Media organizations report that there are continuing serious problems with access to information. A review by National Association of Independent Media of Tajikistan (NANSMIT) of media freedom from 1999 to 2004 found that denial of access by the media to official information was the most common form of denial of media rights. NAMSMIT said the reasons were a low professionalism and competence of officials, fear of officials in giving information, a lack of adequate sanctions in the legislation, the low professional level of journalists who do not want to clash with officials, and mistrust of journalists by officials. A monitoring project in 2005 found many denials of basic information including the number of persons sick from typhoid fever, anthrax, brucellosis and flu, statistics of divorce cases, the number of suicides, funds spent for events on Day of the Youth, the total amount of drugs seized by the police, bathing deaths, and natural disasters. The government itself admitted problems in a report to the UNECE stating that access to environmental information was limited, "due to the legal illiteracy of the public itself and the exploitation of the situation by officials."

The OECD's Anti-Corruption Network for Transition Economies recommended in January 2004 that the Government:

Consider creating an independent office of an Information Commissioner to receive appeals under the Law on Access to Information, conduct investigations, and make reports and recommendations. Revise the Access to Information legislation, to limit discretion on the part of the public officials in charge, and to limit the scope of information that could be withheld.

The Law on State Secrets was adopted in April 2003. It is largely unchanged from the 1996 version. The law defines state secrets as including "state protected information in the fields of defence, economics, external affairs, state security and protection of public order, the dissemination of which may bring damage to the security of the [Republic of Tajikistan]." This does not include information on natural disasters and other emergencies, environmental conditions and health, and unlawful actions of state bodies. It is overseen by the Main Administration on State Secrets. The "Law on checklist of information referred to state secret" sets out the types of secret information. The law gives broad discretion to officials to classify information including related to the use of the death penalty. The Law allows to appeal the unreasonable classification of information by public officials to a higher level at the agency concerned and then to a court.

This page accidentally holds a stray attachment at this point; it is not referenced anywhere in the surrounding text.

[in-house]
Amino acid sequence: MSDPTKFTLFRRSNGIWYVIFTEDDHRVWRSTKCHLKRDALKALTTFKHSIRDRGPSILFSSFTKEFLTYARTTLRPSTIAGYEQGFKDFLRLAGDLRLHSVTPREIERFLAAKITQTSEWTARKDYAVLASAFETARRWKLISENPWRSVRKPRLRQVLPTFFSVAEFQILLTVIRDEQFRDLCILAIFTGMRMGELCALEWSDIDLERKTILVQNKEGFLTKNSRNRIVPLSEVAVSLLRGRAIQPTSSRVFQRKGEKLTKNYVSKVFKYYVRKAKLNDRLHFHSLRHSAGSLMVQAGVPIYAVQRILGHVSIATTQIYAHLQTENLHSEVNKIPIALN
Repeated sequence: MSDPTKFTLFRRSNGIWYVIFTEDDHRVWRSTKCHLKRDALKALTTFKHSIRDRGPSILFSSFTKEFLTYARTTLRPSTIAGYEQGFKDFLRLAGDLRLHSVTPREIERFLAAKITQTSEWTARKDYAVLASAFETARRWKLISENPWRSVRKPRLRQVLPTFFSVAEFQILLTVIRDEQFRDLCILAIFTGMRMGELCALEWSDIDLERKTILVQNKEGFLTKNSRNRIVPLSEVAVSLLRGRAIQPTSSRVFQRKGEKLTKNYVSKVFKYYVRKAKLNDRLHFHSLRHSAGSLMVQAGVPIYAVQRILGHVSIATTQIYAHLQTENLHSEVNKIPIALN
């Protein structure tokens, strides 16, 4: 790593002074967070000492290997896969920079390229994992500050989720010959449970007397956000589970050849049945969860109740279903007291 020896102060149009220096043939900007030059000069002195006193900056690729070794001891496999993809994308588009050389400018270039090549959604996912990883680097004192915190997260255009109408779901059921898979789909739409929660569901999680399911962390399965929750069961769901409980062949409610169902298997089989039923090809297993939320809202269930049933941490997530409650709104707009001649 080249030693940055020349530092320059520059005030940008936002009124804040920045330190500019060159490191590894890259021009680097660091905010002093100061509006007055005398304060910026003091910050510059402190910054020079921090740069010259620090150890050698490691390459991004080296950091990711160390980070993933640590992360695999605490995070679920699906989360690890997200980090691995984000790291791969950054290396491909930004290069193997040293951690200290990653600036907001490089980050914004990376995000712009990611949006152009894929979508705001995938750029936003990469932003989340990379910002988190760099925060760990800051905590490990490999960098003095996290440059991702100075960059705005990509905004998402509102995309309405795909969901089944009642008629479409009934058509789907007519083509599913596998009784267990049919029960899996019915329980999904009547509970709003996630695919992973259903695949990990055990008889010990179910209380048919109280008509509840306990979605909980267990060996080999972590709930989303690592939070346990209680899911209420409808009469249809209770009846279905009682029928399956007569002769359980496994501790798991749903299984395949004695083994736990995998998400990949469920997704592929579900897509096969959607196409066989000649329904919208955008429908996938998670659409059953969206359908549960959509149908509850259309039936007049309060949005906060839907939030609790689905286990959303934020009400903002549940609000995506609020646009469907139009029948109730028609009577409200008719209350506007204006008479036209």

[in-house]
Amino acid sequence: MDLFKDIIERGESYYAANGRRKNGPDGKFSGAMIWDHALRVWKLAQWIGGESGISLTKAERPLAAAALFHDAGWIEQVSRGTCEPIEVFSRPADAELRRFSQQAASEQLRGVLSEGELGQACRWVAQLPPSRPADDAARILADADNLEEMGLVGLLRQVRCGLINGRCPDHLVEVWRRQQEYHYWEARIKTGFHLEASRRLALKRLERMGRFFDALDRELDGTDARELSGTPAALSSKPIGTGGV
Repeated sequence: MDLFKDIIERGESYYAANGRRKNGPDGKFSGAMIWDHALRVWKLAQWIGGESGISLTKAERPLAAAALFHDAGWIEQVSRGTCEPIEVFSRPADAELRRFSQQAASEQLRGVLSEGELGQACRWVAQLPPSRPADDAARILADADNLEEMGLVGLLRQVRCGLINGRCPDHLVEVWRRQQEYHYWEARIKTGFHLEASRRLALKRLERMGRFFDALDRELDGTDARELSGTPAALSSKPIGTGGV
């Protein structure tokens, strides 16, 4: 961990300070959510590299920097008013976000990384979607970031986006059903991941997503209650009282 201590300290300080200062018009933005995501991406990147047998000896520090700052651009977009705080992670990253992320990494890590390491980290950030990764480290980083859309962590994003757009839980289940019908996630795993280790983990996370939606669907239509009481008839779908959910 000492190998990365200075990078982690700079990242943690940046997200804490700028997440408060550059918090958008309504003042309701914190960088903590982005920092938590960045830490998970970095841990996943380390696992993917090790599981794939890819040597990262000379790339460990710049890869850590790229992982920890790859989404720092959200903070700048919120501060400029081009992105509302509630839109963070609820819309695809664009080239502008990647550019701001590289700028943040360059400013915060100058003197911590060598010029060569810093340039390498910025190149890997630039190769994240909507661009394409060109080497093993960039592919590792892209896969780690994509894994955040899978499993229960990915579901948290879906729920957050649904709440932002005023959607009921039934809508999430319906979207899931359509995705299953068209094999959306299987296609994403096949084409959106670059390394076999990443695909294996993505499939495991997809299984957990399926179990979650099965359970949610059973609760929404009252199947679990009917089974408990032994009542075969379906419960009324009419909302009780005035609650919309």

The Organization for Security and Cooperation in Europe (OSCE) issued a declaration in September 2004 calling on Tajikistan and other Central Asian countries to amend their state secrets laws to only apply to "information whose disclosure would significantly threaten the national security or territorial integrity of a nation", to publish the associated state secrets regulations, shorten time durations for classifying information and limit liability for journalists publishing state secrets in cases of public interest.

Tajikistan acceded to the Aarhus Convention on Access to Information in June 2001. An Aarhus Center sponsored by the OSCE was opened in Dushanbe in 2003. The Environmental Protection Act gives citizens a right to obtain environmental information. Access is through the Information Act.

[Footnotes for this section are currently unavailable but will be posted the week of July 10. All footnotes and references are also available in the full study, available here.]

2004 freedominfo.org Global Survey Results - Tajikistan



Measuring Openness

Global Right to Information Rating
A country-by-country rating of laws by the Centre for Democracy and Law and Access Info.

Freedom House
The Freedom in the World report.

World Bank
Worldwide Governance Indicators

Transparency International, Corruption Perceptions Index
Measures perceptions of the degree of corruption.

Reporters Without Borders
The Press Freedom Index.